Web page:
Bahrain GP: Five Talking Points

Nico Rosberg maintained his perfect start to the season by following up last month's Australian Grand Prix win with another one here in Bahrain. Here are some of the talking points from the second race of the 2016 season.

Nico Rosberg of Germany (R) and Kimi Raikkonen of Finland celebrate after the Bahrain GP.   -  REUTERS

The 2016 Formula One season has started off in great fashion following an exciting race in Melbourne with another action packed race with incidents, overtaking and varying strategies in Bahrain. Five takeaways from the race.



Rosberg on song

Nico Rosberg took his second win of the season - fifth on the bounce going back to 2015 - and extended his lead over teammate and defending champion Lewis Hamilton to 17 points. Rosberg looked quicker all through practice sessions and up till the first run in the final part of qualifying.

But when it mattered, Hamilton turned on the heat as he secured his 51st career pole position beating Rosberg by less than 0.1 second. However, come Sunday, like in Melbourne, Hamilton had a poor start losing couple of positions before being hit by the Williams of Valtteri Bottas in turn one that pushed him beyond the top five with damage to his car too and had to settle for third.



Deja vu for Ferrari

For the second race in succession, only one Red car made it to the end with Sebastian Vettel retiring on the warm-up lap with an engine failure after Kimi Raikkonen’s retirement due to a turbo failure in Melbourne. While Kimi Raikkonen managed to split the two Mercedes on the podium with his eighth second place finish here, it was a race Ferrari could have won if the Finnish driver had not made a mistake at the start and lose positiont before staging a comeback.

Ferrari has thrown all its financial and resource might at the 2016 car to get back to winning ways but at the same time has suffered gremlins with its cars right from pre-season testing. After two retirements in two races, questions have arisen whether the Italian team has compromised on reliability for performance.



Living the American dream

After a sensational debut in Melbourne with a sixth place finish, new team Haas F1 went one better as Romain Grosjean drove a brilliant race to finish fifth and bag ten points. Grosjean did qualified spectacularly to start ninth and used an aggressive three-stop strategy running on the super soft tyres (fastest tyres) for the major part of the race, as he dispatched the likes of Williams and Force India with ease. For the Frenchman, who moved from Lotus (Renault now) to a new team this year, it is an important season with Raikkonen’s seat potentially opening up at Ferrari for next year.

It has been a fairytale start for the outfit owned by American businessman Gene Haas who has pioneered a new business model by buying as many parts as is allowed in the regulations from Ferrari and producing just enough on its own to qualify as a constructor. With 18 points and fifth place in the constructors championship, Haas could have not asked for a better start but now the challenge is to keep improving as the experienced teams get their act together.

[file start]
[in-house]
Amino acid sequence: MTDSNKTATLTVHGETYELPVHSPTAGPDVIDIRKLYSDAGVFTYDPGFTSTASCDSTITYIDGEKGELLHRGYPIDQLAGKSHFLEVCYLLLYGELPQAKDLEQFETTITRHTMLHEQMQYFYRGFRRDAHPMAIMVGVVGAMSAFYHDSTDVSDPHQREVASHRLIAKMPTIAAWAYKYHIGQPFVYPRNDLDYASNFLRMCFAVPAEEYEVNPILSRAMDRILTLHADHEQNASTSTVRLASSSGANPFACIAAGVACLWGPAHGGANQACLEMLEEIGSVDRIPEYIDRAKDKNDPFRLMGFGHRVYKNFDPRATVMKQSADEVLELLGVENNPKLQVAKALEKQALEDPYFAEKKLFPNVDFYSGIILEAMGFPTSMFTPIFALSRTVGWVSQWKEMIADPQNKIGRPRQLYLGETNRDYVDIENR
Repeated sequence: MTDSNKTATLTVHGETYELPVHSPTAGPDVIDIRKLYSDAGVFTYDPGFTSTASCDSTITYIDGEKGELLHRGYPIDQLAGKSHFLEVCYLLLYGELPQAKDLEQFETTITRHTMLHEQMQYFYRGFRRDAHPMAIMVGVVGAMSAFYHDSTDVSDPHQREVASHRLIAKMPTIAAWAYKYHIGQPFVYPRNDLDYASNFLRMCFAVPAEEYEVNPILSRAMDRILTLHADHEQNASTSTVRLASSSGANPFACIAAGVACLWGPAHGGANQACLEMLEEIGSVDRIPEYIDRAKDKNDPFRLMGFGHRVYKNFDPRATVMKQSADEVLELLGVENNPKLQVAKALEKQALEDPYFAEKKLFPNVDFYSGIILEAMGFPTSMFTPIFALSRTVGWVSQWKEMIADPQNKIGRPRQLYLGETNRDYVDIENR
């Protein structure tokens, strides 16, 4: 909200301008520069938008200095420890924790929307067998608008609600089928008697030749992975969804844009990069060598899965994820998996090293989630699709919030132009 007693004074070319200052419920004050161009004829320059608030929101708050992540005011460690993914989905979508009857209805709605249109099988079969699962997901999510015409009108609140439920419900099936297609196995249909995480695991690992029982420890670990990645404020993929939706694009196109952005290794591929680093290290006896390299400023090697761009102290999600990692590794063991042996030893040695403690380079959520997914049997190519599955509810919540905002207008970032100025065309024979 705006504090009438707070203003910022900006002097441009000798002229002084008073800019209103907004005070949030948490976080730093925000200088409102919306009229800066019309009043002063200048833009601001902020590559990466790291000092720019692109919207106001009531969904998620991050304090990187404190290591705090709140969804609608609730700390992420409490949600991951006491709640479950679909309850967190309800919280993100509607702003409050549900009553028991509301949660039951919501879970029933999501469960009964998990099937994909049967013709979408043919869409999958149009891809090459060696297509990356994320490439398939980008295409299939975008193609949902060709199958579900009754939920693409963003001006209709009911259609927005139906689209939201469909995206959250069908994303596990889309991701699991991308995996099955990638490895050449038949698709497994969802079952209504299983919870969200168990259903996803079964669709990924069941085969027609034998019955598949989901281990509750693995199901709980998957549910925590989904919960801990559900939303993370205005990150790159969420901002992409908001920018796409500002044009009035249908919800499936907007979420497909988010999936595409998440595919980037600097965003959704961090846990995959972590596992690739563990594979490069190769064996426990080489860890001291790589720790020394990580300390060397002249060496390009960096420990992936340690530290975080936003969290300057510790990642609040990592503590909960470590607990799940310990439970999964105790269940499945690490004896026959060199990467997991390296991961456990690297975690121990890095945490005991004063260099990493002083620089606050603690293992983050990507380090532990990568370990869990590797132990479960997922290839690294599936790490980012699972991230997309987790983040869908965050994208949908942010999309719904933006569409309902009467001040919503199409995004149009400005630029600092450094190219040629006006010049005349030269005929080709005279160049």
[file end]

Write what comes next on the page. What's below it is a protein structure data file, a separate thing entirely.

Young brigade shines

While the action always tends to be focused on the stars and at the top of the field, there was some splendid driving down the grid by the gen next of F1 as Stoffel Vandoorne, Pascal Wehrlein and Kevin Magnussen shone under the night sky. Vandoorne has a mighty CV in junior series and the McLaren reserve driver was called in at the last minute to replace Fernando Alonso, after the latter was deemed medically unfit to race following his monstrous crash in Melbourne.

The Belgian was in Japan for his racing commitments in the Super Formula series and dashed to Bahrain late on Thursday and justified the hype around him by outqualifying teammate Jenson Button. On Sunday, he produced a brilliant race after losing a position at the start to finish tenth and score a point on debut.

Another debutant this season, Wehrlein produced a mega drive in his Manor to finish 13th ahead of the two Force Indias while Magnussen started from the pitlane and finished 11th, just outside the points in his Renault.

Fun fact: Vandoorne is now ahead of both the regular McLaren drivers in the standings.



If it ain't broke, don't fix it

We have had two exciting races but the new elimination style qualifying has surely lived one race longer than it ought to have. In Australia, team bosses agreed to revert to the 2015 format which was perfectly fine to begin with. However, the proposed change failed to gather enough votes and the universally despised format continued in Bahrain, and once again qualifying was dull with no cars on track in the final minutes of each session.

We have a competitive Ferrari to challenge Mercedes, some exciting talent, three different types of tyres for a race weekend that has spiced up the racing. If qualifying can be sorted so that fans, at the circuit paying exorbitant prices for tickets and watching on TV don't have to stare at an empty track, the sport might be in for a good season.